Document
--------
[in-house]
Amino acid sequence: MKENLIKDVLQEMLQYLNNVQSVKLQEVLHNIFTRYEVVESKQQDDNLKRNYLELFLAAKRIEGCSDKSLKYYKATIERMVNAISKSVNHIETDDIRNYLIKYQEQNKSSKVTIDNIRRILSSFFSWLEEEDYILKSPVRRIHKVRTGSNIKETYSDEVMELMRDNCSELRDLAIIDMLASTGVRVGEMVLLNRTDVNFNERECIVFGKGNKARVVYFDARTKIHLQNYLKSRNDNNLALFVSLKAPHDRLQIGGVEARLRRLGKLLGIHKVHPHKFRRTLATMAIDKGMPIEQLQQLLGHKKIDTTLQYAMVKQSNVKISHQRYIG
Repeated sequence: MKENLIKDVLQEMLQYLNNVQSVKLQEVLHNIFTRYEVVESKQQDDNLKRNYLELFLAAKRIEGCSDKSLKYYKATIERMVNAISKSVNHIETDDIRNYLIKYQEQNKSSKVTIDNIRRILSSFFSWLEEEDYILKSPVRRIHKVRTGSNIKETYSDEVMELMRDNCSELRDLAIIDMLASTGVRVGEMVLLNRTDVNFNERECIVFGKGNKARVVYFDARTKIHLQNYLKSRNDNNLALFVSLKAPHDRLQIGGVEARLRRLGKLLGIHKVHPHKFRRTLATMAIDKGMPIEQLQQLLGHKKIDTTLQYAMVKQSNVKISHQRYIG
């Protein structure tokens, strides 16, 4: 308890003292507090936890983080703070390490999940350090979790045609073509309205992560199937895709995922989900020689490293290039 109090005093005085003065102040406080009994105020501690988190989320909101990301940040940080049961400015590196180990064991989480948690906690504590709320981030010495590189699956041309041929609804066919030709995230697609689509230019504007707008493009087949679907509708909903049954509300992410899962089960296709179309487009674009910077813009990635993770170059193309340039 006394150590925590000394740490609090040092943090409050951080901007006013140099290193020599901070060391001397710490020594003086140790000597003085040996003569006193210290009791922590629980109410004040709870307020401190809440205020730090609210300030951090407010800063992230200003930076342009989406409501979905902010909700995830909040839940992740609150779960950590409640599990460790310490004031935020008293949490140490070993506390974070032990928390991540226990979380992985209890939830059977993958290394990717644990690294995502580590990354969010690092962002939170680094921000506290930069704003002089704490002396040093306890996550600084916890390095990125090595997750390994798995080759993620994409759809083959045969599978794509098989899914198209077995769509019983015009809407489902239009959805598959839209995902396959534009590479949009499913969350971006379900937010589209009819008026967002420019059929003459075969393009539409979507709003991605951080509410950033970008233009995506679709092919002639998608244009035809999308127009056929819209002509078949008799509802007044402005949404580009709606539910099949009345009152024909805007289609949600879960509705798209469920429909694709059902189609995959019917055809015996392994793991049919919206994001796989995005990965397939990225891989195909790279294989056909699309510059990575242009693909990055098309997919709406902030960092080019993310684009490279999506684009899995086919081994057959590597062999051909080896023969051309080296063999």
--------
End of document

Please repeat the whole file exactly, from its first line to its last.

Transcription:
[in-house]
Amino acid sequence: MKENLIKDVLQEMLQYLNNVQSVKLQEVLHNIFTRYEVVESKQQDDNLKRNYLELFLAAKRIEGCSDKSLKYYKATIERMVNAISKSVNHIETDDIRNYLIKYQEQNKSSKVTIDNIRRILSSFFSWLEEEDYILKSPVRRIHKVRTGSNIKETYSDEVMELMRDNCSELRDLAIIDMLASTGVRVGEMVLLNRTDVNFNERECIVFGKGNKARVVYFDARTKIHLQNYLKSRNDNNLALFVSLKAPHDRLQIGGVEARLRRLGKLLGIHKVHPHKFRRTLATMAIDKGMPIEQLQQLLGHKKIDTTLQYAMVKQSNVKISHQRYIG
Repeated sequence: MKENLIKDVLQEMLQYLNNVQSVKLQEVLHNIFTRYEVVESKQQDDNLKRNYLELFLAAKRIEGCSDKSLKYYKATIERMVNAISKSVNHIETDDIRNYLIKYQEQNKSSKVTIDNIRRILSSFFSWLEEEDYILKSPVRRIHKVRTGSNIKETYSDEVMELMRDNCSELRDLAIIDMLASTGVRVGEMVLLNRTDVNFNERECIVFGKGNKARVVYFDARTKIHLQNYLKSRNDNNLALFVSLKAPHDRLQIGGVEARLRRLGKLLGIHKVHPHKFRRTLATMAIDKGMPIEQLQQLLGHKKIDTTLQYAMVKQSNVKISHQRYIG
């Protein structure tokens, strides 16, 4: 308890003292507090936890983080703070390490999940350090979790045609073509309205992560199937895709995922989900020689490293290039 109090005093005085003065102040406080009994105020501690988190989320909101990301940040940080049961400015590196180990064991989480948690906690504590709320981030010495590189699956041309041929609804066919030709995230697609689509230019504007707008493009087949679907509708909903049954509300992410899962089960296709179309487009674009910077813009990635993770170059193309340039 006394150590925590000394740490609090040092943090409050951080901007006013140099290193020599901070060391001397710490020594003086140790000597003085040996003569006193210290009791922590629980109410004040709870307020401190809440205020730090609210300030951090407010800063992230200003930076342009989406409501979905902010909700995830909040839940992740609150779960950590409640599990460790310490004031935020008293949490140490070993506390974070032990928390991540226990979380992985209890939830059977993958290394990717644990690294995502580590990354969010690092962002939170680094921000506290930069704003002089704490002396040093306890996550600084916890390095990125090595997750390994798995080759993620994409759809083959045969599978794509098989899914198209077995769509019983015009809407489902239009959805598959839209995902396959534009590479949009499913969350971006379900937010589209009819008026967002420019059929003459075969393009539409979507709003991605951080509410950033970008233009995506679709092919002639998608244009035809999308127009056929819209002509078949008799509802007044402005949404580009709606539910099949009345009152024909805007289609949600879960509705798209469920429909694709059902189609995959019917055809015996392994793991049919919206994001796989995005990965397939990225891989195909790279294989056909699309510059990575242009693909990055098309997919709406902030960092080019993310684009490279999506684009899995086919081994057959590597062999051909080896023969051309080296063999």